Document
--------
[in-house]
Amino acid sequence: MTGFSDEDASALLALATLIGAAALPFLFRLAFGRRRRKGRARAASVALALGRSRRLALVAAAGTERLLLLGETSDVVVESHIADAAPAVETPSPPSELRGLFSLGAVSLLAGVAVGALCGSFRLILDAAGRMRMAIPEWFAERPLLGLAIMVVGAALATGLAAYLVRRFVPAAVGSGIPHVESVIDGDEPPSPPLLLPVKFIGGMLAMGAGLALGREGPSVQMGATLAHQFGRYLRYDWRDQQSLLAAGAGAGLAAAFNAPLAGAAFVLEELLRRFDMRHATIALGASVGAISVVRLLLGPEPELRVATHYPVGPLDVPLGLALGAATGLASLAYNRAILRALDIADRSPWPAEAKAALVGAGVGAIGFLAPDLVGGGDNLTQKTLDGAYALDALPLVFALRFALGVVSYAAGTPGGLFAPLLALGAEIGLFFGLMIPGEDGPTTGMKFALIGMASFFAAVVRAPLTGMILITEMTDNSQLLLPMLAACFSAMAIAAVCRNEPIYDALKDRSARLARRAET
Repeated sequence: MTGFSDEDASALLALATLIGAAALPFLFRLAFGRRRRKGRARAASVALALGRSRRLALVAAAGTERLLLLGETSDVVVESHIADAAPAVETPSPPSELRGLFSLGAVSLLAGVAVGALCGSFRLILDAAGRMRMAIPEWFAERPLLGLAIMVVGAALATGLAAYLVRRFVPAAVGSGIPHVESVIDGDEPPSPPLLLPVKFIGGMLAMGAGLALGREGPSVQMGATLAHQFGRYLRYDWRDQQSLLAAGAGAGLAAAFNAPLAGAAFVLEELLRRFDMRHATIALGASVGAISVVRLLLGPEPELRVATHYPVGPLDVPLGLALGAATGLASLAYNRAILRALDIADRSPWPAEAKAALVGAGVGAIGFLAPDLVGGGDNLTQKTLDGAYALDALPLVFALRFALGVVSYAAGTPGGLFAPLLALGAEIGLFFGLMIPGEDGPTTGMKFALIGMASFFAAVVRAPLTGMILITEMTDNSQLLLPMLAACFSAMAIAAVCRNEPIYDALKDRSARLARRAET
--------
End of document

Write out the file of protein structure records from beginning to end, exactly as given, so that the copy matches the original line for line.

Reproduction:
[in-house]
Amino acid sequence: MTGFSDEDASALLALATLIGAAALPFLFRLAFGRRRRKGRARAASVALALGRSRRLALVAAAGTERLLLLGETSDVVVESHIADAAPAVETPSPPSELRGLFSLGAVSLLAGVAVGALCGSFRLILDAAGRMRMAIPEWFAERPLLGLAIMVVGAALATGLAAYLVRRFVPAAVGSGIPHVESVIDGDEPPSPPLLLPVKFIGGMLAMGAGLALGREGPSVQMGATLAHQFGRYLRYDWRDQQSLLAAGAGAGLAAAFNAPLAGAAFVLEELLRRFDMRHATIALGASVGAISVVRLLLGPEPELRVATHYPVGPLDVPLGLALGAATGLASLAYNRAILRALDIADRSPWPAEAKAALVGAGVGAIGFLAPDLVGGGDNLTQKTLDGAYALDALPLVFALRFALGVVSYAAGTPGGLFAPLLALGAEIGLFFGLMIPGEDGPTTGMKFALIGMASFFAAVVRAPLTGMILITEMTDNSQLLLPMLAACFSAMAIAAVCRNEPIYDALKDRSARLARRAET
Repeated sequence: MTGFSDEDASALLALATLIGAAALPFLFRLAFGRRRRKGRARAASVALALGRSRRLALVAAAGTERLLLLGETSDVVVESHIADAAPAVETPSPPSELRGLFSLGAVSLLAGVAVGALCGSFRLILDAAGRMRMAIPEWFAERPLLGLAIMVVGAALATGLAAYLVRRFVPAAVGSGIPHVESVIDGDEPPSPPLLLPVKFIGGMLAMGAGLALGREGPSVQMGATLAHQFGRYLRYDWRDQQSLLAAGAGAGLAAAFNAPLAGAAFVLEELLRRFDMRHATIALGASVGAISVVRLLLGPEPELRVATHYPVGPLDVPLGLALGAATGLASLAYNRAILRALDIADRSPWPAEAKAALVGAGVGAIGFLAPDLVGGGDNLTQKTLDGAYALDALPLVFALRFALGVVSYAAGTPGGLFAPLLALGAEIGLFFGLMIPGEDGPTTGMKFALIGMASFFAAVVRAPLTGMILITEMTDNSQLLLPMLAACFSAMAIAAVCRNEPIYDALKDRSARLARRAET